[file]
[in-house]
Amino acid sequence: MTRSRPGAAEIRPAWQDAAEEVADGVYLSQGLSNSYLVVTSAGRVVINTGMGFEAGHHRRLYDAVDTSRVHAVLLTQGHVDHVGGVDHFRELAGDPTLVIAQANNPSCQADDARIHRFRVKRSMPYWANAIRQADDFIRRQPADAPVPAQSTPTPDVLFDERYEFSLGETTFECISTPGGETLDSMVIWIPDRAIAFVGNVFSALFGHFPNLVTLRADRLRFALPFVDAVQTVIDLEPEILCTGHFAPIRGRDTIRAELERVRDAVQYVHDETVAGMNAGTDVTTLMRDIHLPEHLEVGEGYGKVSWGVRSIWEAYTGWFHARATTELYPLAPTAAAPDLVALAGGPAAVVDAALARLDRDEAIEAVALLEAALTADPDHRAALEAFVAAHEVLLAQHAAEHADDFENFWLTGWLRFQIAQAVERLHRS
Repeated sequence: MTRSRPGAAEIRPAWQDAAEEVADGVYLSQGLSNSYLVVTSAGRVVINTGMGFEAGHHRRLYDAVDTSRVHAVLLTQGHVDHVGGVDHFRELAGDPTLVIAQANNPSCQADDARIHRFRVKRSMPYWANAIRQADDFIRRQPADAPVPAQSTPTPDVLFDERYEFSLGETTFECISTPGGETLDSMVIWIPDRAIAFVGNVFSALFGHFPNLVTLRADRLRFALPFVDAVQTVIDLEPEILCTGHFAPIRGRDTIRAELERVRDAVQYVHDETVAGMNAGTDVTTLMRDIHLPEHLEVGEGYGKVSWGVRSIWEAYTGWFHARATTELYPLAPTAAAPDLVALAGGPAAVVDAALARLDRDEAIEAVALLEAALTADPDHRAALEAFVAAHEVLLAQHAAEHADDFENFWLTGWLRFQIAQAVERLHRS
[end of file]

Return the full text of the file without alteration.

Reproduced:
[in-house]
Amino acid sequence: MTRSRPGAAEIRPAWQDAAEEVADGVYLSQGLSNSYLVVTSAGRVVINTGMGFEAGHHRRLYDAVDTSRVHAVLLTQGHVDHVGGVDHFRELAGDPTLVIAQANNPSCQADDARIHRFRVKRSMPYWANAIRQADDFIRRQPADAPVPAQSTPTPDVLFDERYEFSLGETTFECISTPGGETLDSMVIWIPDRAIAFVGNVFSALFGHFPNLVTLRADRLRFALPFVDAVQTVIDLEPEILCTGHFAPIRGRDTIRAELERVRDAVQYVHDETVAGMNAGTDVTTLMRDIHLPEHLEVGEGYGKVSWGVRSIWEAYTGWFHARATTELYPLAPTAAAPDLVALAGGPAAVVDAALARLDRDEAIEAVALLEAALTADPDHRAALEAFVAAHEVLLAQHAAEHADDFENFWLTGWLRFQIAQAVERLHRS
Repeated sequence: MTRSRPGAAEIRPAWQDAAEEVADGVYLSQGLSNSYLVVTSAGRVVINTGMGFEAGHHRRLYDAVDTSRVHAVLLTQGHVDHVGGVDHFRELAGDPTLVIAQANNPSCQADDARIHRFRVKRSMPYWANAIRQADDFIRRQPADAPVPAQSTPTPDVLFDERYEFSLGETTFECISTPGGETLDSMVIWIPDRAIAFVGNVFSALFGHFPNLVTLRADRLRFALPFVDAVQTVIDLEPEILCTGHFAPIRGRDTIRAELERVRDAVQYVHDETVAGMNAGTDVTTLMRDIHLPEHLEVGEGYGKVSWGVRSIWEAYTGWFHARATTELYPLAPTAAAPDLVALAGGPAAVVDAALARLDRDEAIEAVALLEAALTADPDHRAALEAFVAAHEVLLAQHAAEHADDFENFWLTGWLRFQIAQAVERLHRS